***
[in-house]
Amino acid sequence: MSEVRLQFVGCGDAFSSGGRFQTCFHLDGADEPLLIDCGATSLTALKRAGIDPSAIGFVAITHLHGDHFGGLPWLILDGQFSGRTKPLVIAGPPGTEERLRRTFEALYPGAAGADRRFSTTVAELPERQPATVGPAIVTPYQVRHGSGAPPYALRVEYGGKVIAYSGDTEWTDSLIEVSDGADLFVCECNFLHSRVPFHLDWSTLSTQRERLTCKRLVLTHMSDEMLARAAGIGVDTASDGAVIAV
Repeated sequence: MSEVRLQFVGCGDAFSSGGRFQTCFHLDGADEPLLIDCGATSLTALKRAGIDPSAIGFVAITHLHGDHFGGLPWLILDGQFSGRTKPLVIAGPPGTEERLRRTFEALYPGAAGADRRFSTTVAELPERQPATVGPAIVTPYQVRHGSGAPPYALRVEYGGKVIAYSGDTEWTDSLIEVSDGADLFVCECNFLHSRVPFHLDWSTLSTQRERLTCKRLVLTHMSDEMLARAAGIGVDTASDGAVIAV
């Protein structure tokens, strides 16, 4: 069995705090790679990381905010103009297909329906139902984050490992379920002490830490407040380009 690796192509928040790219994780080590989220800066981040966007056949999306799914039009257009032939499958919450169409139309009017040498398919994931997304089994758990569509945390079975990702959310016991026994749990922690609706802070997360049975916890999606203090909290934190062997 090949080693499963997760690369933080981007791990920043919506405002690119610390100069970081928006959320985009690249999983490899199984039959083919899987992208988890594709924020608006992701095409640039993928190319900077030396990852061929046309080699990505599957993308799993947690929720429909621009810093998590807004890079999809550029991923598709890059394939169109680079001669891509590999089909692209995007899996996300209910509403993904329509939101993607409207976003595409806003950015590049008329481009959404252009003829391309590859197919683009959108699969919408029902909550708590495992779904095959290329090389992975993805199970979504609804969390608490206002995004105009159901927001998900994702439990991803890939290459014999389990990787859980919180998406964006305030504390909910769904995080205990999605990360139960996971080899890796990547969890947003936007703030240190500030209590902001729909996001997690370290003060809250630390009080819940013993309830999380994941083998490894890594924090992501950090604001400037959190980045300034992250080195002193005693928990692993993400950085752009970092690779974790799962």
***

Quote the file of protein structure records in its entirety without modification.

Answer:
[in-house]
Amino acid sequence: MSEVRLQFVGCGDAFSSGGRFQTCFHLDGADEPLLIDCGATSLTALKRAGIDPSAIGFVAITHLHGDHFGGLPWLILDGQFSGRTKPLVIAGPPGTEERLRRTFEALYPGAAGADRRFSTTVAELPERQPATVGPAIVTPYQVRHGSGAPPYALRVEYGGKVIAYSGDTEWTDSLIEVSDGADLFVCECNFLHSRVPFHLDWSTLSTQRERLTCKRLVLTHMSDEMLARAAGIGVDTASDGAVIAV
Repeated sequence: MSEVRLQFVGCGDAFSSGGRFQTCFHLDGADEPLLIDCGATSLTALKRAGIDPSAIGFVAITHLHGDHFGGLPWLILDGQFSGRTKPLVIAGPPGTEERLRRTFEALYPGAAGADRRFSTTVAELPERQPATVGPAIVTPYQVRHGSGAPPYALRVEYGGKVIAYSGDTEWTDSLIEVSDGADLFVCECNFLHSRVPFHLDWSTLSTQRERLTCKRLVLTHMSDEMLARAAGIGVDTASDGAVIAV
């Protein structure tokens, strides 16, 4: 069995705090790679990381905010103009297909329906139902984050490992379920002490830490407040380009 690796192509928040790219994780080590989220800066981040966007056949999306799914039009257009032939499958919450169409139309009017040498398919994931997304089994758990569509945390079975990702959310016991026994749990922690609706802070997360049975916890999606203090909290934190062997 090949080693499963997760690369933080981007791990920043919506405002690119610390100069970081928006959320985009690249999983490899199984039959083919899987992208988890594709924020608006992701095409640039993928190319900077030396990852061929046309080699990505599957993308799993947690929720429909621009810093998590807004890079999809550029991923598709890059394939169109680079001669891509590999089909692209995007899996996300209910509403993904329509939101993607409207976003595409806003950015590049008329481009959404252009003829391309590859197919683009959108699969919408029902909550708590495992779904095959290329090389992975993805199970979504609804969390608490206002995004105009159901927001998900994702439990991803890939290459014999389990990787859980919180998406964006305030504390909910769904995080205990999605990360139960996971080899890796990547969890947003936007703030240190500030209590902001729909996001997690370290003060809250630390009080819940013993309830999380994941083998490894890594924090992501950090604001400037959190980045300034992250080195002193005693928990692993993400950085752009970092690779974790799962």